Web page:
signatures below if this plain signature hasn't changed since the last time it
computed it. This can theoretically cause a problem, since it's possible to change
the file's contents without changing its date and size. In practice, this is quite
hard to do so it's not a serious danger. In the future, as more filesystems switch to
timestamps of under a second, hopefully Perl will give us access to this info, making
this failsafe.

This is the method for input files to C like compilers. It checks if a file's name
looks like C or C++ source code, including things like Corba IDL. If it does, this
method applies. If it doesn't, it falls back to plain signatures for binary files
(determined by name or else by content) and else to "md5".

The idea is to be independent of formatting changes. This is done by pulling
everything up as far as possible, and by eliminating insignificant spaces. Words are
exempt from pulling up, since they might be macros containing "__LINE__", so they
remain on the line where they were.

// ignored comment

#ifdef XYZ
#include <xyz.h>

int a = 1;

#line 20
void f
int b
a += b + ++c;

/* more ignored comment */

is treated as though it were

#ifdef XYZ

int a=1;
#line 20
void f(

int b){

a+=b+ ++c;}

That way you can reindent your code or add or change comments without triggering a
rebuild, so long as you don't change the line numbers. (This signature method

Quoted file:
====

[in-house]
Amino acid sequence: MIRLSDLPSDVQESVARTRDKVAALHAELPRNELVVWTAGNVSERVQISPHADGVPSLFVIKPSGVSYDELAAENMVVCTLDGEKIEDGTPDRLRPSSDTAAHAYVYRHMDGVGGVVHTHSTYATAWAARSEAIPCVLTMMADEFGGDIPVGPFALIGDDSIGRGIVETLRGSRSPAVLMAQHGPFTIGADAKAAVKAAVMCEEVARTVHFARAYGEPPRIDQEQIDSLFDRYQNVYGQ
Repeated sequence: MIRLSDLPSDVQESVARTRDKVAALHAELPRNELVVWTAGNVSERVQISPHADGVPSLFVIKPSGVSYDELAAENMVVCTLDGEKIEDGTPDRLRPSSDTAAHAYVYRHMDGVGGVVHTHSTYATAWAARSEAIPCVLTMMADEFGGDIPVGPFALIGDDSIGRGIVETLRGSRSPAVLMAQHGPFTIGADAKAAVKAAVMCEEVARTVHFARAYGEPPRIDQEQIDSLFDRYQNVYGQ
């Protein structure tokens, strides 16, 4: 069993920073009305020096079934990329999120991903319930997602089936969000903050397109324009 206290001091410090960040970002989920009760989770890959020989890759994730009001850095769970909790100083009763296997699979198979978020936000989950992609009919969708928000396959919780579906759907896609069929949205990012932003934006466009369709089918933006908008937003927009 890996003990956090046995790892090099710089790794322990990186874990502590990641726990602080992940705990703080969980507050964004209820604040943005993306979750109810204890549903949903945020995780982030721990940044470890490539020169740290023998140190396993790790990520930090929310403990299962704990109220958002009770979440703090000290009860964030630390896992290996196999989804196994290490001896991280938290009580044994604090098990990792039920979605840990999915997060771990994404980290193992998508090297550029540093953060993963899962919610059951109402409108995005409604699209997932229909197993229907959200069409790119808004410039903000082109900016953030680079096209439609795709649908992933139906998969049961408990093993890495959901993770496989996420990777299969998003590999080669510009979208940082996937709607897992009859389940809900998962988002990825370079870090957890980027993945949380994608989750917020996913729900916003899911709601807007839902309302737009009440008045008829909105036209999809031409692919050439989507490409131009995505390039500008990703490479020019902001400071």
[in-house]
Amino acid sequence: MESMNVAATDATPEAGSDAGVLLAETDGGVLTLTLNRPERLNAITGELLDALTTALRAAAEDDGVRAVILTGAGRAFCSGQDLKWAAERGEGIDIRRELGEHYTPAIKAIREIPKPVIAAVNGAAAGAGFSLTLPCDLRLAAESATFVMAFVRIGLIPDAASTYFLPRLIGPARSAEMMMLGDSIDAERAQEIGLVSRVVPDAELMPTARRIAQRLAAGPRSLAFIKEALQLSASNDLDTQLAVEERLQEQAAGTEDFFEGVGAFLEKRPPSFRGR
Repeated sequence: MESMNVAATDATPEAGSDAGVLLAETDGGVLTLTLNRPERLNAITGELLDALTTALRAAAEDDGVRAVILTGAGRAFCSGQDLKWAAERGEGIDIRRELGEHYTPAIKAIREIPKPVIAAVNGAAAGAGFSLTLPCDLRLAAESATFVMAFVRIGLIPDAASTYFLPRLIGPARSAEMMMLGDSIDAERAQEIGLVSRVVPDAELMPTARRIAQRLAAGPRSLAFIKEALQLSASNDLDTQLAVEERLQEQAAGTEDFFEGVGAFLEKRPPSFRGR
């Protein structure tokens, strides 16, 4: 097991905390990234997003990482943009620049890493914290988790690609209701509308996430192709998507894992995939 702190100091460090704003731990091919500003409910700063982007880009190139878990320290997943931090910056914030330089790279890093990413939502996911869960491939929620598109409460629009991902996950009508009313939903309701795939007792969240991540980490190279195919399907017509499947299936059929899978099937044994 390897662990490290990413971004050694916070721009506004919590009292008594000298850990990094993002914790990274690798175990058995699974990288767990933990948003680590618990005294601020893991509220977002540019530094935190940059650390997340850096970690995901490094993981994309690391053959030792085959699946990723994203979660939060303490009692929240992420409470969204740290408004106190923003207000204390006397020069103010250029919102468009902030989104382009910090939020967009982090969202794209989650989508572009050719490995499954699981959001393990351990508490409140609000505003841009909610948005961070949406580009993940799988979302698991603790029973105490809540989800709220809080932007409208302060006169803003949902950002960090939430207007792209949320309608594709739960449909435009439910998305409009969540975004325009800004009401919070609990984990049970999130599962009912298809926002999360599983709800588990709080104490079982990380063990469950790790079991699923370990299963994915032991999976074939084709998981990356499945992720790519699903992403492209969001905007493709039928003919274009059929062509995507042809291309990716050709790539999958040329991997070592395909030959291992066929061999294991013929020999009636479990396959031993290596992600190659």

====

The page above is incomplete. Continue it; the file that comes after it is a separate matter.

recompiles if line numbers have changed because that causes calls to "__LINE__" and
most debugging information to change.) It also ignores whitespace and comments after
the last token. This is useful for preventing a useless rebuild if your VC adds lines
at a "$""Log$" tag when checking in.

This method is particularly useful for the following situations:

· You want to make changes to the comments in a commonly included header file, or
you want to reformat or reindent part of it. For one project that I worked on a
long time ago, we were very unwilling to correct inaccurate comments in a common
header file, even when they were seriously misleading, because doing so would
trigger several hours of rebuilds. With this signature method, this is no longer
a problem.

· You like to save your files often, and your editor (unlike emacs) will happily
write a new copy out even if nothing has changed.

· You have C/C++ source files which are generated automatically by other build
commands (e.g., yacc or some other preprocessor). For one system I work with, we
have a preprocessor which (like yacc) produces two output files, a ".cxx" and a
".h" file:

%.h %.cxx: %.qtdlg $(HLIB)/Qt/qt_dialog_generator
$(HLIB)/Qt/qt_dialog_generator $(input)